I said yesterday that I do not want to write about steroids and I still don't. ARod did not make the 150 mile bus trip but this guy was ready. I asked him why and he mumbled something that sounded like, "My 15 minutes bro. My 15 minutes."
The final score is interesting to some people and the Yankees lost to the Twins in the game I saw today. The A team (well the B+ team) won the first three at bats, but when it was time for the B players and C players to take over, as they say in the Bronx, fuhgeddaboudit.
But, it is not about the score, it is about the players. To me, the big winners were Ian Kennedy and Brett Gardner.
Kennedy was masterful facing his six batters -- Strike Out, Fly Out, Walk, Ground Out, Fly Out, Single, Strike Out, Strike Out. The pitchers are always supposed to be ahead of the hitters this early, three of the four starters I saw this week were not. Kennedy is the one who was.
Gardner, with two hits and two stolen bases, is real and that complicates an already complicated Yankee outfield picture. Put his early Spring production alongside Melky Cabrera and Xavier Nady's 0 for 6 and you have to concede that there is now a race for the center field post. The Cabrera_Gardner thing is only one traffic jam that Joe Girardi has to sort out. There is also the left field/designated hitter dilemma.
Johnny Damon is now a left fielder. Matsui is a left fielder, with less range. Nick Swisher can play left field, but his bat is louder than his glove. None of the above could venture into right field where you also have to have some ability to first see and then reach the cut off man. Xavier Nady is the only legitimate right fielder in the bunch unless you want to include Justin Christian, who is more likely to join the minor league camp in due course, still looking for a way to hit.
On the Twins side, you had to feel sorry for Scott Baker and you might have wondered about Brian Duensing. Baker has been tagged with the opening day pitcher distinction, but the Yankees did not find him a challenge. And, Duensing, who would have liked to look good in front of the big team's coaches, didn't.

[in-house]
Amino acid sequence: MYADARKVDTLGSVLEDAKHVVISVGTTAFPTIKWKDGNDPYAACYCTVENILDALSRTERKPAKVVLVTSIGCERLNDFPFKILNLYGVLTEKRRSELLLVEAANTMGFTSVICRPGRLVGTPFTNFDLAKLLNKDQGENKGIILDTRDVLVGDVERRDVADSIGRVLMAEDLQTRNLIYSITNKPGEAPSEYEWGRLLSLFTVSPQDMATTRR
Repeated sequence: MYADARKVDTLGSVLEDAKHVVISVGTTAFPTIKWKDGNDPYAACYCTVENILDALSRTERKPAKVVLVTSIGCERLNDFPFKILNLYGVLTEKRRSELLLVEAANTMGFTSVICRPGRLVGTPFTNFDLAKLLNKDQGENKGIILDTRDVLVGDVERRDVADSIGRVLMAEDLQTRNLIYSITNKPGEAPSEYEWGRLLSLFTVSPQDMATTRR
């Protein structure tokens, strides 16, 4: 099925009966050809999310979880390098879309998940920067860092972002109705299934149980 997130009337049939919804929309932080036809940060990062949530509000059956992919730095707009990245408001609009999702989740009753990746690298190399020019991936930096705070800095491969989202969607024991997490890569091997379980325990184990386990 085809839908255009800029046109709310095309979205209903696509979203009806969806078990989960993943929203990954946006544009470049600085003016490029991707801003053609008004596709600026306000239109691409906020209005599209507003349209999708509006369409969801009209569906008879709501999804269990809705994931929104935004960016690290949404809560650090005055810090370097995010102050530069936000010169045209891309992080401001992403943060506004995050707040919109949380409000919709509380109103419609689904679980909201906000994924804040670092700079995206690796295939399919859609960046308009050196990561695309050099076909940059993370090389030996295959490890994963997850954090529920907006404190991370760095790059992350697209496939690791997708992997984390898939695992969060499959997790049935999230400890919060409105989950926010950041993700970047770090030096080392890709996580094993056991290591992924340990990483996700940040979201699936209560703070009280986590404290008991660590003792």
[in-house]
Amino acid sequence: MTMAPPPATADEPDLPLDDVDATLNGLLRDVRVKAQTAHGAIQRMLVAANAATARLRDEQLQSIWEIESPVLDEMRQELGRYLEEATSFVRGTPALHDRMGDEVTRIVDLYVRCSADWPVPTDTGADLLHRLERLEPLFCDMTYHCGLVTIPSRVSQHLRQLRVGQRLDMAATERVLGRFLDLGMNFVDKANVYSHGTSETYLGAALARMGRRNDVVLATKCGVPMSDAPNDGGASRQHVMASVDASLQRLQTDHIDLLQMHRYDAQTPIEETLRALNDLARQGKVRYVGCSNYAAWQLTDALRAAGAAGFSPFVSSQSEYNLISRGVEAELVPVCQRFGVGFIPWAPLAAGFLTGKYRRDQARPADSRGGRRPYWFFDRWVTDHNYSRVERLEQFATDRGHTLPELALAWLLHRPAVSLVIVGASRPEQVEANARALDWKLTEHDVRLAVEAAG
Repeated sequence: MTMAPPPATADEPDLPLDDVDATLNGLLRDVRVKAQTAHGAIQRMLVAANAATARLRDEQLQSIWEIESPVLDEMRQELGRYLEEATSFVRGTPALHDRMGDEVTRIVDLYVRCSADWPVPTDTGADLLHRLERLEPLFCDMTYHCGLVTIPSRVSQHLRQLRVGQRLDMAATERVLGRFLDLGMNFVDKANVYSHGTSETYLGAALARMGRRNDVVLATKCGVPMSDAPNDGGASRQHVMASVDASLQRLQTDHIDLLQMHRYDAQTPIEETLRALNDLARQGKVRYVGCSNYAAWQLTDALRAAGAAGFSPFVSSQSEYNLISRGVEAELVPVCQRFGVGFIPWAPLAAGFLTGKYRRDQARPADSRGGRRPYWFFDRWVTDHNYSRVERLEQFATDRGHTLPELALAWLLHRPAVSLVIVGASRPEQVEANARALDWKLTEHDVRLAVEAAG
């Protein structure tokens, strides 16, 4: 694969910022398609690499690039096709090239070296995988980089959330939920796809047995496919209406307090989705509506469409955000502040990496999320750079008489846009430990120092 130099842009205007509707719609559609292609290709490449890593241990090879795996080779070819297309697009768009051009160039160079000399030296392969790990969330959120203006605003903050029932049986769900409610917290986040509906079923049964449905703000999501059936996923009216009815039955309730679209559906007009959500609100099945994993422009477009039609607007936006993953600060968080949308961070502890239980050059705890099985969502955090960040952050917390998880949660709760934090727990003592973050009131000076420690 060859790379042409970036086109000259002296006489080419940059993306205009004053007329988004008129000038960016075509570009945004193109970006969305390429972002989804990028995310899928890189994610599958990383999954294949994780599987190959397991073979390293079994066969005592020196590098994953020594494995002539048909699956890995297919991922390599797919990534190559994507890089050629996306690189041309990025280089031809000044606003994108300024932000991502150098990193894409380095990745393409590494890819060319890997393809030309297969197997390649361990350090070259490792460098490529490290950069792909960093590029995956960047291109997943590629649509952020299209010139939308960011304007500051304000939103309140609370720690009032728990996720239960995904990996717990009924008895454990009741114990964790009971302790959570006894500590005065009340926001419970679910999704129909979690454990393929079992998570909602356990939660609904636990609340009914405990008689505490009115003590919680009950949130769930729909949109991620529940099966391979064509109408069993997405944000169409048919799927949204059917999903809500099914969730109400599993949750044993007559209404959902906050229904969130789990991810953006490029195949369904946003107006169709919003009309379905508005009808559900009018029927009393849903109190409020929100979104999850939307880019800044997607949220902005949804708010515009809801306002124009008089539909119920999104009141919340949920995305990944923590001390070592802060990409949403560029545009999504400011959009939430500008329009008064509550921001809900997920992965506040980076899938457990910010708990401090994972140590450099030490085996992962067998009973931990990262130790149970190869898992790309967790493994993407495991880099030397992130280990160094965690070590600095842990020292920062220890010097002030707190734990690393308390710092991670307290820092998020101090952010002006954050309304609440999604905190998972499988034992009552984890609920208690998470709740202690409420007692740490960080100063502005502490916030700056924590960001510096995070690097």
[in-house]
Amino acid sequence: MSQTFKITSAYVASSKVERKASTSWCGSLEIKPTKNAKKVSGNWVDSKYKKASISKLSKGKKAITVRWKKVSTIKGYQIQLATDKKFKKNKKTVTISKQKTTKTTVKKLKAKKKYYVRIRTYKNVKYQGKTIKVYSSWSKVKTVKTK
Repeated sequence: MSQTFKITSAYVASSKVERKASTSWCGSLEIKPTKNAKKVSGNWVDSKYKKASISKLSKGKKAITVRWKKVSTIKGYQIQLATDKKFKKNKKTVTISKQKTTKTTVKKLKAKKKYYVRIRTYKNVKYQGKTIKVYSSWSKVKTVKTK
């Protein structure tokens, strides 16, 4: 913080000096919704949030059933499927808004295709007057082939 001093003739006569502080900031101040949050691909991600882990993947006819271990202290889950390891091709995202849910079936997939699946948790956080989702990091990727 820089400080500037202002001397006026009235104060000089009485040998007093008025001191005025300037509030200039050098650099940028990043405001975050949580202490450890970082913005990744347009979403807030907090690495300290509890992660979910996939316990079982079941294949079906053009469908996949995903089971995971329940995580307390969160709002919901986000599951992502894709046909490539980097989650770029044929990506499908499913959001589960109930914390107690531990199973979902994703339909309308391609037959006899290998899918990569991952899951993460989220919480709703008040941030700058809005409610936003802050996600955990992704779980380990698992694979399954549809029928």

I enjoyed watching Mike Cuddyer bat. I have always heard the term, "Professional At Bat," and the only definition I can come up with is an at bat that wears down the pitcher and has a happy ending, although the happy ending part is not guaranteed. Here is Cuddyer facing Eric Hacker -- Hi Inside, Foul, Foul, Foul, Foul, Foul, High Inside, High Inside, Foul, Foul, sharply hit over the shortstop for a single.
Cuddyer, by the way, is involved in the Twins' version of the Yankees outfield grab bag. Cuddyer, Span, Kubel, Gomez and Young all competing for three field positions and a DH slot. I am guessing Kubel, who homered today, is the DH-designate and Young is the odd man out.
Coming attractions: Monday, I will be in Jupiter to watch the Cardinals and the Rays. And, this week, I will spend some time writing about economics and the business of baseball.
I am off to Fort Myers tomorrow to see the Twins and the Yankees and I don't feel like writing about steroids, how much money the $teinbrenners spent during the off season, or whether Ian Kennedy or Phil Hughes will be first to live up to his potential. That last point, by the way, would re-direct me into writing about how Jason Johnson and Ricky Nolasco and how Joe Girardi is not the best pitcher handling manager.
On the Twins side, I could write about how they are the mirror image of the Yankees, more or less standing pat and relying their home grown guys, Mauer and Morneau, to make them competitive in the tough AL Central. Or, I could write about they averted contraction when a judge made up a new law.
But what I got to thinking about was Yankee Stadium -- the old one where I saw my very first baseball game or the new one, built for a Wall Street that no longer exists.
Writing about he new one is tempting. We have all gotten used to the Obama Sandwich by now -- starting with an earnest opening expression of a problem and ending with a detail-deficient solution. In the middle he delivers a populist attack on an obvious easy target that has little to do with the solution, but stirs the audience. The first corporate executive to sign up for a dugout to dugout first row seat at $2,500 (81 games x $2,500 = $202,500) or, for one of the luxury suites that will go from $600,000 to $800,000 can count on starring in the next one of those Obamagrams.